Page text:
Not Her Family Secret
A mother’s resolve to help her son overcome mental illness
Alicia Maule-Lewis did everything right when raising her son, providing not only emotional support, but the best education possible.
At age 23 her son, Miguel Joseph, was pursuing a degree in electronic engineering and seemingly in control of his life. She never imagined her high-achieving son would wind up handcuffed, dirty, and sleeping on the floor of a grimy psychiatric hospital.
“My nightmare started about three and a half years ago,” said Alicia. “It was at this time that things with my son started going downhill. Since then I have been trying to help him understand that the voices he hears, the thought that people are reading his mind, trying to control his thoughts, or plotting to harm him, are not real,” she said.
Miguel was your average guy; funny, athletic, highly intelligent and on the fast track to making a name for himself in this world. However, he was under a tremendous amount of stress in his personal life and at work. Then one day, the anxiety, panic and frustrations he felt got to him and he slipped into a manic depressive state known as bipolar disorder.
According to WebMD Bipolar Disorder is a mental illness that brings severe high and low moods and changes in sleep, energy, thinking, and behaviour. People who have bipolar disorder can have periods in which they feel overly happy and energized and other periods of feeling very sad, hopeless, and sluggish.
For Miguel, the illness ravaged his mind and caused unusual and severe shifts in his mood, energy, activity levels, and his ability to carry out day-to-day tasks.
“It’s at his job that people realised that something was really wrong with him. So they recommended that he go see a psychiatrist and that is when we realised something was mentally wrong with him but at that point he had just lost his zeal for life,” Alicia recalled.
Following his diagnosis, Miguel was been committed to St Anns Psychiatric Hospital on two occasions. The first time was voluntary, but the second time he had to be restrained and forcefully admitted. After only a few days however, he broke the lock and escaped from what he says was an “inhumane facility.”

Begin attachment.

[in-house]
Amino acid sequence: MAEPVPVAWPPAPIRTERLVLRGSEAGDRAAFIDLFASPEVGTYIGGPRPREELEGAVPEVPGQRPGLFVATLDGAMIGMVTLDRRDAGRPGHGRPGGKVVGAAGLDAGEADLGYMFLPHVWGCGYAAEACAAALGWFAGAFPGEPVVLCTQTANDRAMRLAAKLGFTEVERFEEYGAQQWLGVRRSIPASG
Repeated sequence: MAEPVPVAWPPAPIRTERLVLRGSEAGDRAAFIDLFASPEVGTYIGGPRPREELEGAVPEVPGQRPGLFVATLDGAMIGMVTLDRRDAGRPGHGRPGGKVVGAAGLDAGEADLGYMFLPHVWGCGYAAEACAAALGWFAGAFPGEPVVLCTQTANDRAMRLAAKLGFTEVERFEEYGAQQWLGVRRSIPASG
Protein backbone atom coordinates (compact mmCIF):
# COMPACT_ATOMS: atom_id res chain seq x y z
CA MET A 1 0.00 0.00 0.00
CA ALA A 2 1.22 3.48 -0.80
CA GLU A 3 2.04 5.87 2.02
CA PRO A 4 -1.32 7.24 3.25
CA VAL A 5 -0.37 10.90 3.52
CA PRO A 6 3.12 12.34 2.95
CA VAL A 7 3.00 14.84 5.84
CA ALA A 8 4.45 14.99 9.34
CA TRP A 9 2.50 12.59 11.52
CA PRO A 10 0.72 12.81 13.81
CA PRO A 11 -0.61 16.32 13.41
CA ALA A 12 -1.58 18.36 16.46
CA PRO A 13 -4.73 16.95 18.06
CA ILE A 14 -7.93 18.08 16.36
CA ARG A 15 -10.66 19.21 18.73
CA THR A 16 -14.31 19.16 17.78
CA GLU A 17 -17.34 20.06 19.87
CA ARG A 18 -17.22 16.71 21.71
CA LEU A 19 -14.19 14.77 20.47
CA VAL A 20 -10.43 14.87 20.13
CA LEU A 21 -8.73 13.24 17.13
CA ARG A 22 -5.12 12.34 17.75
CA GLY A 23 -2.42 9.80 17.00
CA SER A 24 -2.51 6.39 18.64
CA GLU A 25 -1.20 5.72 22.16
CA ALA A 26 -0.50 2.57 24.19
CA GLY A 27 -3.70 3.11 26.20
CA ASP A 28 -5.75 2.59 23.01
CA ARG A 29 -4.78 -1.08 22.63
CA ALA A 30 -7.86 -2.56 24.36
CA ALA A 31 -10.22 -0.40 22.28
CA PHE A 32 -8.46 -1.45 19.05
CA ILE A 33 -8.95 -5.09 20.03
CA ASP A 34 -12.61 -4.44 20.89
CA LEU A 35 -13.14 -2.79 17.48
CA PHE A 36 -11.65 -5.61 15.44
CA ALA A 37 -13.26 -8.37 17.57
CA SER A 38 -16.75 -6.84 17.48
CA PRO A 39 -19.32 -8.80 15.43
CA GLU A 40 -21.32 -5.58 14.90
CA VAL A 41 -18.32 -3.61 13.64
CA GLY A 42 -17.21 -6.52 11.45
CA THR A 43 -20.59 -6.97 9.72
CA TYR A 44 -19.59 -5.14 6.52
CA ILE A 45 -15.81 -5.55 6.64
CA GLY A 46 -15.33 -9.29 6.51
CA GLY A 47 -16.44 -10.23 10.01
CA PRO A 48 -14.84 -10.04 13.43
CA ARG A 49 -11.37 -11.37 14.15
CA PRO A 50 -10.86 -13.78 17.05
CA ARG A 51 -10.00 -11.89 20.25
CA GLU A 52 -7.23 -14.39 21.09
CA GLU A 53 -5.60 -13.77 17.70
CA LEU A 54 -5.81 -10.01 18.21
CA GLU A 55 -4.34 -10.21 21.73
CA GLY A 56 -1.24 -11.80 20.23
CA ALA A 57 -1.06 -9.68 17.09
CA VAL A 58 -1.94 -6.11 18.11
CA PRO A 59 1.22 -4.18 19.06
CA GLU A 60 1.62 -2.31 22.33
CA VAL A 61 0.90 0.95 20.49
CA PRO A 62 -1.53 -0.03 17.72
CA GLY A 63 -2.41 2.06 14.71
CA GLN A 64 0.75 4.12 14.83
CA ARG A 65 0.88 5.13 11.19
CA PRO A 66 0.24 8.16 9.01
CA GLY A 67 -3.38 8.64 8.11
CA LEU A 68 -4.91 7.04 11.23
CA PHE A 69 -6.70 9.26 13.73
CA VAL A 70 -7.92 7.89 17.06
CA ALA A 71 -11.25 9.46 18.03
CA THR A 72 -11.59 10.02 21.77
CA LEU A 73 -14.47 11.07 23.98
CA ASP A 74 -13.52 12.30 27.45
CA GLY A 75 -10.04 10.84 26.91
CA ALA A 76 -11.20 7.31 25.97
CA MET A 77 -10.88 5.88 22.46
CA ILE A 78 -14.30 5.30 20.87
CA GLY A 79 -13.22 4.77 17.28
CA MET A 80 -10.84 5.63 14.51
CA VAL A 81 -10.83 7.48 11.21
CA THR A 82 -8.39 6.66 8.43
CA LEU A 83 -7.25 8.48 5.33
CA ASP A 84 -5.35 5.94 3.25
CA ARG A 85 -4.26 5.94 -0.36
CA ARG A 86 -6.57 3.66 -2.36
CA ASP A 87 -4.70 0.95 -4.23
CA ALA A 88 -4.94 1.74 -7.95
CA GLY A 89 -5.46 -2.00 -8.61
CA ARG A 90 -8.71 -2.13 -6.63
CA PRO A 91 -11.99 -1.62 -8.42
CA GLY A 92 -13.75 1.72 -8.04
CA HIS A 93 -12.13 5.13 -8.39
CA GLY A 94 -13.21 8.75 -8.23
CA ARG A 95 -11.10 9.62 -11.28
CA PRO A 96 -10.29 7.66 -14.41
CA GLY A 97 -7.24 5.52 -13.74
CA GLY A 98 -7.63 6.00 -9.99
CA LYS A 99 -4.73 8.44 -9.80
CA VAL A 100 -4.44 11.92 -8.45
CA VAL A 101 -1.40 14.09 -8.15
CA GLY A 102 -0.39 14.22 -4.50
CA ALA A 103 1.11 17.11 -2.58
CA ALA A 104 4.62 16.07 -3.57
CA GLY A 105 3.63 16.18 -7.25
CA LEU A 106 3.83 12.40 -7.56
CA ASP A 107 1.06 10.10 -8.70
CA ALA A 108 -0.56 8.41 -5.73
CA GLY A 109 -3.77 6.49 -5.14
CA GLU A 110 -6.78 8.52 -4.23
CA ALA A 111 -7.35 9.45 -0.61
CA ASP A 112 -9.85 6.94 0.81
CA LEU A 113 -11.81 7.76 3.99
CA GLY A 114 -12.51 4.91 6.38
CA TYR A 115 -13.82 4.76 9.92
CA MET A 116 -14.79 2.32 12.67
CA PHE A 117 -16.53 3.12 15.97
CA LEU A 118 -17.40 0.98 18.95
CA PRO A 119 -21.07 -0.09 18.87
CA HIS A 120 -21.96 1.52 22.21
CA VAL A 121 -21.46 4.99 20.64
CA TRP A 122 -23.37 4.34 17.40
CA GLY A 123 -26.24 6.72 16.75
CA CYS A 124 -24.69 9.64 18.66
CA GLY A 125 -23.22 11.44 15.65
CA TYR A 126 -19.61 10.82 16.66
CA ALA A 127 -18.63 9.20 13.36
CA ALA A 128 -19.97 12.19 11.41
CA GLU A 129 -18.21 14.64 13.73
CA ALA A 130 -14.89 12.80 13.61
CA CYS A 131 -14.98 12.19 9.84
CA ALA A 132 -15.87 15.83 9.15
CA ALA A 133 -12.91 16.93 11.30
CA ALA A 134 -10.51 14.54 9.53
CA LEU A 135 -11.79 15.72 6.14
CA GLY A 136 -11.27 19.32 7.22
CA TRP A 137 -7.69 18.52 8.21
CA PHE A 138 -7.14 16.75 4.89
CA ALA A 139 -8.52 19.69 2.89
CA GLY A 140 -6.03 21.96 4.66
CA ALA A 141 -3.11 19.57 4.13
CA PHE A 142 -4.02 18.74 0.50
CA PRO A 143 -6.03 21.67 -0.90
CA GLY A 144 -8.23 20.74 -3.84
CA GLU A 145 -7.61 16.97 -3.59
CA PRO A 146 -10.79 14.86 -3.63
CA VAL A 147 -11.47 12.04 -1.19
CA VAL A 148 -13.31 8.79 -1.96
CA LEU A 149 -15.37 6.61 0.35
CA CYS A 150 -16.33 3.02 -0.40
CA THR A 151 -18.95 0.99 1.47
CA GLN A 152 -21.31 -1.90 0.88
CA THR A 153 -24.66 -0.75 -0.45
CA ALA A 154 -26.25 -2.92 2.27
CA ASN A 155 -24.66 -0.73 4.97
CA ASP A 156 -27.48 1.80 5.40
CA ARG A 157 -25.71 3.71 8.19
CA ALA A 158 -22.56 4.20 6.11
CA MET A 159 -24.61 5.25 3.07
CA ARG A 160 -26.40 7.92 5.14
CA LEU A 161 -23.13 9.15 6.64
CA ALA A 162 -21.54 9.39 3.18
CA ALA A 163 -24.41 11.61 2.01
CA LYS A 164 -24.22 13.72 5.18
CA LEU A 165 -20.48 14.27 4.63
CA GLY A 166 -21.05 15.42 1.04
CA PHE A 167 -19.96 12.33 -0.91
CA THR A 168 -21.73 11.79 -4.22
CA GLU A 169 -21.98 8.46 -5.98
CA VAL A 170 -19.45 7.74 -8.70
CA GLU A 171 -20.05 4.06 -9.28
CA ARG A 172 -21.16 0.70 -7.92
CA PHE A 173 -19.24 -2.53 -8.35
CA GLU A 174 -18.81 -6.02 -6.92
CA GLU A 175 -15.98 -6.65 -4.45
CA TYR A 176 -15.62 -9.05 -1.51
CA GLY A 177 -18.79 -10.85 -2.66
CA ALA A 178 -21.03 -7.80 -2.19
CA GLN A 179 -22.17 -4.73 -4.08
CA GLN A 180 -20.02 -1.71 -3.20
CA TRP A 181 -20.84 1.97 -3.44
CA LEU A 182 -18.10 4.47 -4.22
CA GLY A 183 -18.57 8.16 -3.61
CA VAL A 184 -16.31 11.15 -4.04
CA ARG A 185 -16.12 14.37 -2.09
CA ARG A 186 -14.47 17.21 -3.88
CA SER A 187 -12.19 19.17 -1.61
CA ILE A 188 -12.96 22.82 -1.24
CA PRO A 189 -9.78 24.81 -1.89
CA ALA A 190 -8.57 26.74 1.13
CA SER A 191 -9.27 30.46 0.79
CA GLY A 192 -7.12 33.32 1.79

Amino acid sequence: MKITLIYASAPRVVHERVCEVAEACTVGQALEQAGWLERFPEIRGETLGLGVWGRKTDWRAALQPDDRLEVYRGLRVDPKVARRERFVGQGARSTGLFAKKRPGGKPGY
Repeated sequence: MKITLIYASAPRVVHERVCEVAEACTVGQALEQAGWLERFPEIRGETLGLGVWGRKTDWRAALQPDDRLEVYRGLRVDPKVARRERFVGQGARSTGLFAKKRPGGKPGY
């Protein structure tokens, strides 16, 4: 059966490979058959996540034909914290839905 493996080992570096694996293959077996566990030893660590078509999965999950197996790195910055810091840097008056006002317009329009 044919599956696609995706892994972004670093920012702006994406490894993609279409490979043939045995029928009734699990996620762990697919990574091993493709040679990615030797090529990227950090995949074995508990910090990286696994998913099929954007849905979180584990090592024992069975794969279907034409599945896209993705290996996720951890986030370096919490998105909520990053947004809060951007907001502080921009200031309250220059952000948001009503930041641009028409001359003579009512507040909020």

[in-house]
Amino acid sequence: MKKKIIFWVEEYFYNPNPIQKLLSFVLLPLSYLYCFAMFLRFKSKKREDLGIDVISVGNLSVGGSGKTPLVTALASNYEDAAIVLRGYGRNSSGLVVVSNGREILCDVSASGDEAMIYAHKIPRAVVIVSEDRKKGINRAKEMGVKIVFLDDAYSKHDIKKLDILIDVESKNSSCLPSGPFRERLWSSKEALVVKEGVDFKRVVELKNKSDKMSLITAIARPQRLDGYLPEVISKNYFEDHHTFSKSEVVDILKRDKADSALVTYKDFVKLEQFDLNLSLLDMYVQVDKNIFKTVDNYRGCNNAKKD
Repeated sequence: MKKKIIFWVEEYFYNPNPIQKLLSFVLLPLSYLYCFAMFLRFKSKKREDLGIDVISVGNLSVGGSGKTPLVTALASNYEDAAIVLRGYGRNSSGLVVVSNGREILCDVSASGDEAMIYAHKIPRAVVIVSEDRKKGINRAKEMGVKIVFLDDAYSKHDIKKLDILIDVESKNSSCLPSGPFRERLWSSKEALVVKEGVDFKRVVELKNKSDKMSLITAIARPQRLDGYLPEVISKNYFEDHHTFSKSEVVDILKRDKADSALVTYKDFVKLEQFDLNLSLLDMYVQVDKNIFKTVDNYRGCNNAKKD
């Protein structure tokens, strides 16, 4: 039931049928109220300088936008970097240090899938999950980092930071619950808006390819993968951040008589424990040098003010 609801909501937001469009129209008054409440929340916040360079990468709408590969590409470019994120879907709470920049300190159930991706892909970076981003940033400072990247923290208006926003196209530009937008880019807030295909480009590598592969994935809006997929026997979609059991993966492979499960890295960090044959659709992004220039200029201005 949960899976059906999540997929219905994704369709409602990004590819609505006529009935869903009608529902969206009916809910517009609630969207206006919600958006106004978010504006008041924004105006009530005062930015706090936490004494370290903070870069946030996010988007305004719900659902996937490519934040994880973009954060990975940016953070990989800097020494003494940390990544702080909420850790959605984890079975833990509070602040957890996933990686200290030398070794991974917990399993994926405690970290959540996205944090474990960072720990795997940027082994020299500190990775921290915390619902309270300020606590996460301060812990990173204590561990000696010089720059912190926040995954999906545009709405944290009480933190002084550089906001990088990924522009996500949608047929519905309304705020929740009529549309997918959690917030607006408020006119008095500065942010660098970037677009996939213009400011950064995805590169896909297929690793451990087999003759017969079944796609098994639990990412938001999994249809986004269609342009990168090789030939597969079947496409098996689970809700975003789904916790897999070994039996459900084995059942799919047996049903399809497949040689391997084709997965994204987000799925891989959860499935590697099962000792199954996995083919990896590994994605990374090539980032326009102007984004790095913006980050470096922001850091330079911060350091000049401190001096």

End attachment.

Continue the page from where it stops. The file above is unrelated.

“Nobody should ever to have to go there, sleeping on the floor, everybody bathing together, it’s not right that is why I broke out,” he said.
Miguel used to work as a videographer for a local television station and spent many hours behind the camera creating “masterpieces”. Today, however, he says he is unemployed and feels useless.
“I tried committing suicide a couple of times, I tried. I wanted to drink a bottle of lye, but I didn’t. I heard the devil talk in my head telling me I don’t deserve to live, every morning, for the first three months,” he said.
Alicia recalled his loss of appetite, his irregular sleep patterns, and his desire to stay in bed “wasting away”.
“We tried a lot of medication because as the doctors explained to me when the body is sick it’s easy to treat but when the mind is sick it’s hard, because the brain is a self-sufficient part of the body so to treat it, it’s not as if you can pin point exactly what it is,” she said.
Dr Varma Deyalsingh, Secretary of the Association of Psychiatrists of Trinidad and Tobago (APTT), noted that while an estimated 20 percent of the population suffers from some form of mental illness, only one percent is diagnosed with more severe forms such as bipolar disorder or schizophrenia, which could require some form of hospitalisation or short-term confinement if they are threatening to hurt themselves or others.
“We have those patients who, if you’re not able to handle them on the outside they need to come into the hospital at least to somehow stabilise, get on the correct medication and then sent back out,” he said.
Much like Miguel many do not like being confined and seek to break out insisting they are not sick. According to Deyalsingh, this is common behaviour for people diagnosed with bipolar. Sufferers, he said, typically endure long periods of clinical depression, followed by short spells of mania, which can be experienced as euphoria or irritability. However, with the right combination of mood stabilisers, antidepressants and anti-psychotic medications, the symptoms can lessen, allowing bipolar sufferers to lead relatively normal lives.
The stigma of mental health illness persists however and Deyalsingh observed that “A lot of the times the patient themselves are very hesitant to tell colleagues because we are still at the level where people in Trinidad and Tobago stigmatise mental health and stigmatise patients who are mentally ill.”
Luckily for Miguel, Alicia refuses to allow this to be a secret and admits that since her son’s diagnosis, she’s learnt more than she ever wanted to know about mental illness, specifically bipolar, and has developed a lot of respect for the people who suffer with it.
“With this bipolar I see it as just another phase in my life,” she said. She acknowledged how hard it can be and said that “When I cry I don’t cry out of sorrow, I cry for the loss of my first son and I have to learn to love him just as my first son Miguel.”
“We have those moments where the love is there because I can sit down and talk with him even in his manic state because I don’t ‘cotton candy’ anything,” she continued.
“Sometimes I ask myself if I’m being harsh but I don’t think so because I don’t know it any other way. And it kind of keeps him stabilised,” she said.